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Toxic Wood Treatments: Pressure-Treated Wood

No matter what your wood project, you want it to last. But there are dangers associated with toxic wood treatments. We take a closer look here at pressure-treated wood.


Wood is a beautiful, versatile, renewable resource. With right forestry, it is also a sustainable, earth-friendly building material, not to mention the earthy vibe it provides to built structures and interior design.

But there is a drawback and that is that wood deteriorates over time. Wood is susceptible to natural processes that lead to rot, fungus, and decay, and it’s also prone to insects.

And so the need for preservatives. The development of wood treatments came out of a desire to protect wood from pests and natural decay. But to combat the natural decay and degradation process, the industry came up with the use of inorganic pesticides and poisonous chemical mixtures to do the job. Some treatments, like Creosote, have been banned, because of their toxicity and carcinogenic profile. However, other harmful, toxic treatments remain, and are still in frequent use.

Pressure treated wood has been widely used over the years. Using pressure to somehow protect wood sounds pretty benign, but actually, it’s not pressure that renders the wood protected from insects, fungus, rot, and decay. The pressurized environment is the method by which the inorganic pesticide and chemical preservative called Chromated Copper Arsenate (CCA) gets delivered into the wood.

CCA is a chemical mixture that has been at the centre of controversy for decades. Over the course of many years, consumers have seen contradictory information, leaving us feeling unclear about the best choices for preserving and protecting wood.

But over time, it became clear to regulating bodies in many parts of the world, including North America, that CCA pressure-treated wood wasn't entirely safe to use, and it became generally banned or discouraged for residential use. Alternative chemical fungicides and insecticides for use with pressure treatment of wood have been developed, but these, according to many, still pose too great a risk for our health and for the health of our planet.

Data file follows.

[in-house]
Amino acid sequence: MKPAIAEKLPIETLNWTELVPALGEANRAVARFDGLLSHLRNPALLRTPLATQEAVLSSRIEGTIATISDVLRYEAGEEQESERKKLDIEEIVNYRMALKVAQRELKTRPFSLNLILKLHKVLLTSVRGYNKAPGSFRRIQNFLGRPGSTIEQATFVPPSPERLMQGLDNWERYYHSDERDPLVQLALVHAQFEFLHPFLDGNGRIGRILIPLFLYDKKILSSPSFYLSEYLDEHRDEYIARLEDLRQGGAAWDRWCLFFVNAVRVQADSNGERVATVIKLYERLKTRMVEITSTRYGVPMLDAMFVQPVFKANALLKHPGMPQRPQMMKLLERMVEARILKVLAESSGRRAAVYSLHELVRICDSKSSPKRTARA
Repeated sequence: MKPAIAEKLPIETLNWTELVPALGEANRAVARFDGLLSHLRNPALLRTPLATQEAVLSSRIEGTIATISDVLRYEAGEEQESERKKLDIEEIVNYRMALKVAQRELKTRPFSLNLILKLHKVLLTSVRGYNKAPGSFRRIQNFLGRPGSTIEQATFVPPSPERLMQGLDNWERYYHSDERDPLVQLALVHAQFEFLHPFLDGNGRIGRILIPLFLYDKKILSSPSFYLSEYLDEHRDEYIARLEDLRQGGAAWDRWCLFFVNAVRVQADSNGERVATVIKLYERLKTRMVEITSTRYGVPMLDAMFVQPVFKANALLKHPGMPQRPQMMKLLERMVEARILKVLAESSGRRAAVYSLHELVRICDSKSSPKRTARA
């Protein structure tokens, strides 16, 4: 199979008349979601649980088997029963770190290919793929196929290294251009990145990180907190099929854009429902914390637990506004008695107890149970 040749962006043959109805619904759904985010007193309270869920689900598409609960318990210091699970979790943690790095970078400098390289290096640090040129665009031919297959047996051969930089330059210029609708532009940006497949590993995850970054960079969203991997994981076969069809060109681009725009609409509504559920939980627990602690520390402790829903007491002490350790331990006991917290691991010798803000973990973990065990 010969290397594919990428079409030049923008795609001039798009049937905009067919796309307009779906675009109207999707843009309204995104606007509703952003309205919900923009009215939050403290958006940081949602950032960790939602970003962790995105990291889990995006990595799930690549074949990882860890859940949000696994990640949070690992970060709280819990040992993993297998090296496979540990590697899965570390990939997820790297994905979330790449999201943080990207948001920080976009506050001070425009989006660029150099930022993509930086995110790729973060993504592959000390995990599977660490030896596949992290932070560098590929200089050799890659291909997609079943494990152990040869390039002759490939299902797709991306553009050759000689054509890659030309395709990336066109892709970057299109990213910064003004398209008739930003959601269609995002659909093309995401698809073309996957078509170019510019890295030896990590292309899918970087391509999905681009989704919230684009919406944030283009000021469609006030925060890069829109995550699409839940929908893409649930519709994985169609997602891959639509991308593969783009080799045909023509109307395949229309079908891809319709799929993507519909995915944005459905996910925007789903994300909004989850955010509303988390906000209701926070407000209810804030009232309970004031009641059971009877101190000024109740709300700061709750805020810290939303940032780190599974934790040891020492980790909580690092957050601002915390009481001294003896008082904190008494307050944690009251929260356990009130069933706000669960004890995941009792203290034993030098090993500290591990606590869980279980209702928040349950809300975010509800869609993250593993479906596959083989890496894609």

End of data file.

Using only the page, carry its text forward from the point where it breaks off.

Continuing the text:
Based on what I’ve learned, it’s best to be cautious when handling pressure-treated wood:

  • Chemicals can and do leach, often by simply touching the wood. If handling pressure-treated wood, wash hands before touching food.
  • Some detergents used to clean structures made of pressure-treated wood can cause chemicals to be released into the environment and, consequently, into the nearby soil and groundwater.
  • Never use pressure-treated wood to build a raised garden bed as chemicals leach into the soil and can end up in food.
  • When building with pressure-treated wood, protect yourself from dust and particles, which contain these chemicals. They can be easily airborne, breathed in, or land in your food or a cup of coffee.
  • Be aware that chemicals can leach out as the wood gets older and begins to crack.
  • Never burn pressure-treated wood as this releases the chemicals at instantly toxic levels.

One of the most serious issues that I have come across is the idea that all pressure-treated wood will at some point come to the end of its life and need to be disposed of, and in that disposal/decaying process, the chemicals used to preserve the wood will end up being released back into the environment. So, whenever possible, it’s best to use an earth-friendly, non-toxic alternative.

Here at Tall Earth, we’re grateful for the opportunity to provide consumers with effective, eco-safe alternatives. And we love the conscious, creative people that we get to call our customers. We consider you part of our Tall Earth family. We’re all taking steps toward safer and better solutions for our health and for the health of the planet. For more info: Check out this short video on pressure-treated wood: Learn more at the website of the US Environmental Protection Agency and at the website of the Canadian Wood Council.


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